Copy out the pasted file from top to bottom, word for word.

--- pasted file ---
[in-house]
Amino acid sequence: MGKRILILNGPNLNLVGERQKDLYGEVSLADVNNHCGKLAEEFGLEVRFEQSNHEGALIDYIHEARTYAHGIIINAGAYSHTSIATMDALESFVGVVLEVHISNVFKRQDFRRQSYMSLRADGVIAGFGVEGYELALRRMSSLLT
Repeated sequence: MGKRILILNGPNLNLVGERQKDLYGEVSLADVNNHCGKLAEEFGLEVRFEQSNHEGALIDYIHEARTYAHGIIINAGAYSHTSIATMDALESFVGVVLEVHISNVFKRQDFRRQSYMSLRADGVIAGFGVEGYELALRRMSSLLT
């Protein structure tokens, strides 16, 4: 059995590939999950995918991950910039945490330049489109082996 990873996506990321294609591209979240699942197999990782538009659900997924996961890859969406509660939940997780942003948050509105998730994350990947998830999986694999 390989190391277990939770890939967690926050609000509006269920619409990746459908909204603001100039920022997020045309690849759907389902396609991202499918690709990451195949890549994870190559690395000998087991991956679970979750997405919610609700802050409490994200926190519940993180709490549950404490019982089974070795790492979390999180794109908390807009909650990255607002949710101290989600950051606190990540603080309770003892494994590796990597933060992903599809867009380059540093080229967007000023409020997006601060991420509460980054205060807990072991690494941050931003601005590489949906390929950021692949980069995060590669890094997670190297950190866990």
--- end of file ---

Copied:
[in-house]
Amino acid sequence: MGKRILILNGPNLNLVGERQKDLYGEVSLADVNNHCGKLAEEFGLEVRFEQSNHEGALIDYIHEARTYAHGIIINAGAYSHTSIATMDALESFVGVVLEVHISNVFKRQDFRRQSYMSLRADGVIAGFGVEGYELALRRMSSLLT
Repeated sequence: MGKRILILNGPNLNLVGERQKDLYGEVSLADVNNHCGKLAEEFGLEVRFEQSNHEGALIDYIHEARTYAHGIIINAGAYSHTSIATMDALESFVGVVLEVHISNVFKRQDFRRQSYMSLRADGVIAGFGVEGYELALRRMSSLLT
């Protein structure tokens, strides 16, 4: 059995590939999950995918991950910039945490330049489109082996 990873996506990321294609591209979240699942197999990782538009659900997924996961890859969406509660939940997780942003948050509105998730994350990947998830999986694999 390989190391277990939770890939967690926050609000509006269920619409990746459908909204603001100039920022997020045309690849759907389902396609991202499918690709990451195949890549994870190559690395000998087991991956679970979750997405919610609700802050409490994200926190519940993180709490549950404490019982089974070795790492979390999180794109908390807009909650990255607002949710101290989600950051606190990540603080309770003892494994590796990597933060992903599809867009380059540093080229967007000023409020997006601060991420509460980054205060807990072991690494941050931003601005590489949906390929950021692949980069995060590669890094997670190297950190866990």